In our new advice column, "Hey, Johnny!" (as in: stage door Johnny), an anonymous Broadway veteran answers the burning questions that might just be keeping your theatre-loving soul up at night:
Have a question for Johnny? Ask Johnny a Question! or tweet to us @Playbill using the hashtag #HeyJohnny
Here's Johnny's latest round of reader replies.
Hey Johnny! How do you suggest making that independent acting job you love but aren't getting paid for into something that you are getting paid for? How do you get noticed, or position yourself to get noticed? Thanks!
How can you make yourself stand out? I've heard for years to focus on what makes you "unique," but it's hard to put into practice. Any advice?
Dear Notice Me and Madison:
I performed in Broadway shows and national tours for 10 years before realizing I didn't actually want to be saying somebody else's words — I wanted to be creating my own. It didn't occur to me that I was even allowed to have another dream until I was almost 30, despite the fact that I'd been told — since I was 15 — that the fact that I was a guy who danced was "the most unique thing" about me. Turns out, it wasn't. Or at least it wasn't how I wanted to be defined. I wanted to be a writer, and so here I am.
Notice Me and Madison, I've paired your letters together for an obvious reason: You've both been told that the best thing you can possibly do to stand out is to figure out what makes you stand out. So how do you go about finding your unique voices?
Notice Me has the edge — she, at least, has an independent acting job that she "loves." You want to know the dirty little secret? That's often as good as it gets. My favorite job I ever had was in a production of Grand Hotel in which I was non-Equity and making, like, a buck-thirty a week. I learned that some of the most miserable days a performer can spend are in the second year of a Broadway run during a January matinee when he can practically count how many audience members are in the audience. And three of them are related to him.
Notice Me, if you have an independent acting job you love, and want people to see and recognize, it's about rolling up your sleeves and posting clips on YouTube; finding reviewers who have loved shows like yours, and then personally inviting them; and figuring out ways to engage a community who would appreciate this particular kind of work if only they knew about it. It is, that is, deeply hard. And you'll do this hustle again and again, no matter what level you reach.
On to Madison, whose letter I also identify with. It's hard to put what makes one's uniqueness "into practice," if only because so many people will have different opinions on your uniqueness. That which made me unique as a boy — being a dancer — also got me teased relentlessly. Uniqueness is a double-edge sword. Just see Side Show to be reminded why.
This is an advice column, though, not a therapy couch, so here's my advice: try lots of stuff. Make a web series. Create a Vine account in which you make tiny six-minute movies with a beginning, middle and an end. Tweet from the point of view of, I don't know, an Annoying Actor Friend — except, oh wait, somebody is already doing that, and to great success. In other words, you will find out what makes you unique in two parts: by trying things that don't feel native, from belly dancing to backup singing to bakery owning, and then — here's the clincher — seeing how the world reacts.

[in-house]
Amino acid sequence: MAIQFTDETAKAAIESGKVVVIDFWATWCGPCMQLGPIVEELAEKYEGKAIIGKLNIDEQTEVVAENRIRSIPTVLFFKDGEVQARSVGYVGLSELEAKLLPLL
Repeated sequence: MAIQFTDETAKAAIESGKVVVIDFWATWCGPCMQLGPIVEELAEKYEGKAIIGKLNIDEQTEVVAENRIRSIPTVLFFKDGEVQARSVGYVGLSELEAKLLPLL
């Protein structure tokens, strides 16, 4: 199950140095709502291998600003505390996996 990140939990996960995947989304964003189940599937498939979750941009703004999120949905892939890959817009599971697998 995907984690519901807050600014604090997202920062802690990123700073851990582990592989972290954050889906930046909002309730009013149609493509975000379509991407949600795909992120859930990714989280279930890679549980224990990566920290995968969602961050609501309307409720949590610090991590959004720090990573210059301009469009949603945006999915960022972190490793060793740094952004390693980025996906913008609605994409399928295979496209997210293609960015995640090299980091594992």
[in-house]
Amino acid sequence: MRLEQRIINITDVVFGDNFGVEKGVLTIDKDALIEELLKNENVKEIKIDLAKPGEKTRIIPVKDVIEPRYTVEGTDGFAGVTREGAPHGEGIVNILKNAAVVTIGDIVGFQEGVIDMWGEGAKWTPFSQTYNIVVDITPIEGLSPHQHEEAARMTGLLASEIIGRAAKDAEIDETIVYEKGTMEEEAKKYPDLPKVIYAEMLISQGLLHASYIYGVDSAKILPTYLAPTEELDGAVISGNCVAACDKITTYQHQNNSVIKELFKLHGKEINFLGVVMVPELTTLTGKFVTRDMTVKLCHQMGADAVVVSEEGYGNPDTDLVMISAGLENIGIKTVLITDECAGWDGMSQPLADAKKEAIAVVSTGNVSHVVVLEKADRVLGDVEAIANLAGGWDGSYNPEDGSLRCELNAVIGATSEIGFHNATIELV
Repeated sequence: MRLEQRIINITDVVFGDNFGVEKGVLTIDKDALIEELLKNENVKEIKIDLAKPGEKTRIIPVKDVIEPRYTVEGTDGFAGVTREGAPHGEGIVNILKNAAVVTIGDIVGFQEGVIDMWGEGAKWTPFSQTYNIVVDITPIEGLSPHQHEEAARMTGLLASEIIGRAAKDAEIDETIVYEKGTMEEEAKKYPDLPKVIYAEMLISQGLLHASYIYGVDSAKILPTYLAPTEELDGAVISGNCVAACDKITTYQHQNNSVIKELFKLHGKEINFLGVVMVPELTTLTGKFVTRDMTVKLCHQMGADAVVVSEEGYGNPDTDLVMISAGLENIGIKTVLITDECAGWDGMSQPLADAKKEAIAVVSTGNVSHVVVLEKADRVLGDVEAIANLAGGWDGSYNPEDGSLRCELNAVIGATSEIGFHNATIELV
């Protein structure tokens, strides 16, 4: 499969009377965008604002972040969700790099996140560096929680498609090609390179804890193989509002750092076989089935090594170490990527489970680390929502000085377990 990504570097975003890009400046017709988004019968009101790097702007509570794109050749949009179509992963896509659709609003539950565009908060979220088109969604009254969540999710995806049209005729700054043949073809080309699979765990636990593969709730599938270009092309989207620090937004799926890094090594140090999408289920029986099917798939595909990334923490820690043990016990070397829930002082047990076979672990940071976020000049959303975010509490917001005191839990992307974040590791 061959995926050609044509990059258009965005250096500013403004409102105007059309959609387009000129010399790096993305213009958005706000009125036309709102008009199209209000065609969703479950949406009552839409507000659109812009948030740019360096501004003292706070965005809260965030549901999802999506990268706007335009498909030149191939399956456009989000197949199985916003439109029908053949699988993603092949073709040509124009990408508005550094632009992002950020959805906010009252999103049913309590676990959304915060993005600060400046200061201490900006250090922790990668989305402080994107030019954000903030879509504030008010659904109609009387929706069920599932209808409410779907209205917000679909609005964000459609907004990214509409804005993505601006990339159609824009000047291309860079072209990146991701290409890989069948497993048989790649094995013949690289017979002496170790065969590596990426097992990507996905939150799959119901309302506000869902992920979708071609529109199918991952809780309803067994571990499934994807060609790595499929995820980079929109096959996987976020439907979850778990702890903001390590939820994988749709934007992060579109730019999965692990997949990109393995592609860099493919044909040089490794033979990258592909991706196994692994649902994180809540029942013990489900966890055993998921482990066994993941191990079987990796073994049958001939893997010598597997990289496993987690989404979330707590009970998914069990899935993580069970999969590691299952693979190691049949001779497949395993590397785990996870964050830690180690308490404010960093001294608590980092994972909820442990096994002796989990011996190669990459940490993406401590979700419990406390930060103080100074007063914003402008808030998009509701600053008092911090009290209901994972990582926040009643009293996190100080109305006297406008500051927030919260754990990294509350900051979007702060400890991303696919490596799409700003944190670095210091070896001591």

The perfect level of uniqueness is at the three-way intersection of finding the thing you're good at, enjoy doing, and can make a living at. That occurs about once every five to ten years for most of us — if we are lucky.
I used to believe life was about following your dreams. I still do, but I think it's about something else, too: following your whims. That little silly idea you might have for yourself — a cabaret show about how your relationship to your bizarre father coincided with your discovery of Patti LuPone — could turn into a long-running act, like Ben Rimalower's Patti Issues at the Duplex. Or look at Bridget Everett, a larger-than-life-in-every-measurable-way performer who has taken what some could consider weaknesses and turned them into unblinkingly blazing strengths.
Here's one more name to drop. Mindy Kaling tells a story I think of often: People weren't writing leads for Indian girls, so she wrote one for herself — after slugging it out in a show downtown, which she also wrote for herself, which got her a staff job at "The Office." She made her own uniqueness — and her own luck, by the way.
That you've written in for advice tells me at least one unique thing about both of you, Notice Me and Madison: You are both humble enough to want answers. Not fake #humble but real humble. Let me challenge you and say this: Perhaps the most unique thing about you will only emerge when you aren't looking, when you are instead agreeing to take part in some no-pay workshop of a show called, say, Rent, and where you'll discover that, oh my God, I am actually Idina Menzel. A total unknown who became a total original, just by being herself.
Just like I know both of you will be, and already are. Break a leg,
Send us your theatrical conundrums, and don't be afraid to dive deep. Johnny's got the time. Be warned, however: He talks straight and fast, and he's a little tired. Keep the questions vivid and you're more likely to keep him awake and get picked.